The earth is warming up. But what scientific data has led to this claim? It isn’t easy to verify the reliability of such a complex measurement. Advances in technology, the repositioning of survey stations and the differing amounts of data collected over the centuries are just some of the factors involved in creating a reliable and congruent temperature record.
Paleoclimatology: the first data
The first series of temperature measurements dates back to the early 1600s. However, 1880 is the first year on record when sufficient data was collected to allow us to form a coherent series. All the measurements we have for dates prior to this come from “proxy data” such as tree rings, pollen and plant fossil analysis, and ice and rock sampling. These are all indirect methods; although they do provide fundamental indications on temperature trends long ago, they do not produce comparable data to direct measurements.
Sea temperature: evolving measurement techniques from the 1900s to today
Before 1940, the most common method for measuring the sea’s surface temperature was to throw a bucket on a rope from a boat, fill it, pull it back on board and measure the temperature of the water collected. It goes without saying that this method is subject to a number of critical issues: the air temperature, the wind and the time taken to hoist the bucket are all variables that can affect (sometimes significantly) the data collected.
Around the 1940s, however, it became a widespread practice to measure the temperature of the water channelled into ships to cool their machinery. This method allowed for more accurate measurements, which reported a temperature a few tenths of a degree higher on average than readings taken by throwing in a bucket.
It was only in the 1990s that floating buoys were adopted to measure sea temperature, and nowadays about 80% of the data collected derives from this method. Since the water intercepted by these buoys is generally deeper than the water collected inside ships and does not come into contact with machinery, buoy measurements are normally colder. Both modern data and data measured before 1940 using the bucket method has therefore been adapted to bring it into line with the data collected from ships and create a coherent historical series.
Earth temperature: how weather stations change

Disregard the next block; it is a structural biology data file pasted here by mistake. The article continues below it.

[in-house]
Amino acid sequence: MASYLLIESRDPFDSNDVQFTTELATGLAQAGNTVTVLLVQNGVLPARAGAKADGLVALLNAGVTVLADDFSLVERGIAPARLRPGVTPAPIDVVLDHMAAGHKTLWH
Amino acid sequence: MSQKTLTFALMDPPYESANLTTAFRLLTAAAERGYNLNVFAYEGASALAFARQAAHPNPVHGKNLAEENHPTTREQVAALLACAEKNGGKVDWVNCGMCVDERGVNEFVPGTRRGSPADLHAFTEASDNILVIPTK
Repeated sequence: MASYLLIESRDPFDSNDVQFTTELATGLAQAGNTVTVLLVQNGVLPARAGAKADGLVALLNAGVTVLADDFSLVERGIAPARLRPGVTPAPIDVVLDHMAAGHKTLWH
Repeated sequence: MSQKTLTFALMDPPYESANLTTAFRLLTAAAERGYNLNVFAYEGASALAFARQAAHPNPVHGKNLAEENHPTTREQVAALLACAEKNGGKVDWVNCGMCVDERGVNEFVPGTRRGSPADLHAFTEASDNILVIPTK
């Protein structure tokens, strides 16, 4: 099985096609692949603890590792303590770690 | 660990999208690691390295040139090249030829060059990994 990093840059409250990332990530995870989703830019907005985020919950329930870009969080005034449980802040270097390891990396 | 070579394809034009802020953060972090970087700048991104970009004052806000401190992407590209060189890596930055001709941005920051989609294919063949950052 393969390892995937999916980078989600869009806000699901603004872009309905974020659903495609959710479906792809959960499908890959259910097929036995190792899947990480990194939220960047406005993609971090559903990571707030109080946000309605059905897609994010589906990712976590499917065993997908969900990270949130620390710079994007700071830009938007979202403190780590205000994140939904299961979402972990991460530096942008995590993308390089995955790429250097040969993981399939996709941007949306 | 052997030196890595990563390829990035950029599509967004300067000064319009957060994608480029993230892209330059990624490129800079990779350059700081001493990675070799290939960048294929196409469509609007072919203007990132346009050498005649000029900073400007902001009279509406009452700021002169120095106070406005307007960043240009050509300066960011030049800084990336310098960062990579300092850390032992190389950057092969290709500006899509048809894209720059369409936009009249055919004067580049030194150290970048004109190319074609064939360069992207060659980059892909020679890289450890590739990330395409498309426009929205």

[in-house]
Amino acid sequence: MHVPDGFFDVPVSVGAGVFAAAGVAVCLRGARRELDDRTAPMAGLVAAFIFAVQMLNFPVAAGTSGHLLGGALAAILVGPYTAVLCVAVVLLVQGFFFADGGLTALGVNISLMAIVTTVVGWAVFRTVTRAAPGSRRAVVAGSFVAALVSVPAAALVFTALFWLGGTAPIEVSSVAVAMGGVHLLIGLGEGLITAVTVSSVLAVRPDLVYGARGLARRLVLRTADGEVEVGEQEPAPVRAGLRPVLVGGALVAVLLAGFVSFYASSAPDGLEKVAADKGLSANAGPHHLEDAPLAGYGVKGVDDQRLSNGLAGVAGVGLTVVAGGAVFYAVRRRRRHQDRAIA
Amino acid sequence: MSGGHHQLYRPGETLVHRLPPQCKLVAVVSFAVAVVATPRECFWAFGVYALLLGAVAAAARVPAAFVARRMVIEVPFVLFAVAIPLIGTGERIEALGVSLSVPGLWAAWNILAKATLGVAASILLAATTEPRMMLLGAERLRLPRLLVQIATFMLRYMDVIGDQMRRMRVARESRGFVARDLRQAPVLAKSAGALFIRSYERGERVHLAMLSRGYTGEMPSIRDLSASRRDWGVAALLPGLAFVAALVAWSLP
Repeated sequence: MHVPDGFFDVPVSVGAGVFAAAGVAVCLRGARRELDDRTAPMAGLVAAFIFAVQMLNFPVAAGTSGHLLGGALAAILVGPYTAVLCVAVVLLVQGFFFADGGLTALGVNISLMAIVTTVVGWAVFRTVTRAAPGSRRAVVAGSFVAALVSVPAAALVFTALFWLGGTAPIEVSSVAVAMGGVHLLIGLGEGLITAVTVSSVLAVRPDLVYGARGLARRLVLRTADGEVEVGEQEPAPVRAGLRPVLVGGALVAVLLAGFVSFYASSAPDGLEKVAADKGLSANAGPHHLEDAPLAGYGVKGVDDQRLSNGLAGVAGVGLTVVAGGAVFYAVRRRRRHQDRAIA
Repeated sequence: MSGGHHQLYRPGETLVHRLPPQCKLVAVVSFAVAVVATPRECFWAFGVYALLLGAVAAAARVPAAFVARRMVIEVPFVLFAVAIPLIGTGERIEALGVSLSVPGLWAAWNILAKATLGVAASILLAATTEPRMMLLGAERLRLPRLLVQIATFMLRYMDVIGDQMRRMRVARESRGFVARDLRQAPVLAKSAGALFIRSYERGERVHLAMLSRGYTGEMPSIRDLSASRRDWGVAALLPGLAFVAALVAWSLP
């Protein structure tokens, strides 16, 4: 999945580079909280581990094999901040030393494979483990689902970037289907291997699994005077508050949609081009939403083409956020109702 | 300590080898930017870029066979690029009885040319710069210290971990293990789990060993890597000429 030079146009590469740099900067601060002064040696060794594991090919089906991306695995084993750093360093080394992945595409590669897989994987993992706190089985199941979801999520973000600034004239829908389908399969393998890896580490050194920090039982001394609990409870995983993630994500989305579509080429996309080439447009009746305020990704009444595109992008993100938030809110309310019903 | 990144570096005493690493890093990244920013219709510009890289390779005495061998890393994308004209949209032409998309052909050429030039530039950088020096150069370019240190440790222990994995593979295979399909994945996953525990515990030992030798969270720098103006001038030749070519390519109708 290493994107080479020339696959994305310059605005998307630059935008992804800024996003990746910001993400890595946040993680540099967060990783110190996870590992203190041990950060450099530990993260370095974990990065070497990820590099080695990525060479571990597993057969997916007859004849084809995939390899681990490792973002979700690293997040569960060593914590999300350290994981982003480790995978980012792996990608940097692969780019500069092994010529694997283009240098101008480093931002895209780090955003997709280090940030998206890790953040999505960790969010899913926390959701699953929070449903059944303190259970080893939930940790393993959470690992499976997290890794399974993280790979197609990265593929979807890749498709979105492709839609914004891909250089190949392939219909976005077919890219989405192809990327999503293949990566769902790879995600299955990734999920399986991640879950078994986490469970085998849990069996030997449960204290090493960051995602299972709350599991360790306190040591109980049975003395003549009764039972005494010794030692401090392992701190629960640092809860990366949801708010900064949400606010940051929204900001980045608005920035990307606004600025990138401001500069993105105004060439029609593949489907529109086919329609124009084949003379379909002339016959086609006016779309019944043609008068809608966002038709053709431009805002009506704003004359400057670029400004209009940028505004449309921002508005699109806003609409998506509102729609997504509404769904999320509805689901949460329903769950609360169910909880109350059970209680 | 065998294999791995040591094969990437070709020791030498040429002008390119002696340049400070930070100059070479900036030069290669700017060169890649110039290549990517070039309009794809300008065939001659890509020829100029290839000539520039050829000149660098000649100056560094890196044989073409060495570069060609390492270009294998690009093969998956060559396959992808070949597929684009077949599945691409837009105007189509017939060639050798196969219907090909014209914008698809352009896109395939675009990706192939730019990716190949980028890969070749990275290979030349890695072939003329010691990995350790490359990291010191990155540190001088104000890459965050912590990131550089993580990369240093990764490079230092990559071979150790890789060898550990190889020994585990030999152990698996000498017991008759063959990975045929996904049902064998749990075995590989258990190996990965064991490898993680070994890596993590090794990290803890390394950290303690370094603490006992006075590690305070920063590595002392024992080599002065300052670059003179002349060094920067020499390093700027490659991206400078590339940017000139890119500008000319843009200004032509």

As for measurements on land, besides variability owing to technological innovations, there are additional factors to take into account, such as the stations’ positioning, the survey time and the surrounding conditions.
For example: if we have a weather station downstream of a mountain and we subsequently position a second one at the same latitude but at the summit, simply averaging the two measurements will give the impression that the local temperature has dropped over time. Likewise, if an industrial or urban area is built near a station, temperatures will increase.
This is why measurements must be read and interpreted according to the station’s positioning in order to return data congruent with the real-world climatic conditions.
Even the simple wear or obsolescence of stations can have an effect, as can the time when monitoring takes place. Consequently, when checking the readings, measurements far outside the local averages are usually discarded, as they are much more commonly due to malfunctions or human alterations than real changes in the climate. An emblematic case is the El Azizia station in Libya, where a measurement error by an Italian soldier led to the supposed detection of the hottest temperature ever recorded on Earth (58°).
Why is all this important?
In the case of El Azizia, an error of only two degrees led to the misinterpretation of an entire historical series of data – proof that a slight difference at first glance, if projected over time, can significantly change the interpretation of such complex data as the global temperature.
That’s why, with almost 200 years of measurements, dozens of databases and hundreds of different methods, it’s essential to correct raw data in order to have consistent and reliable information over time.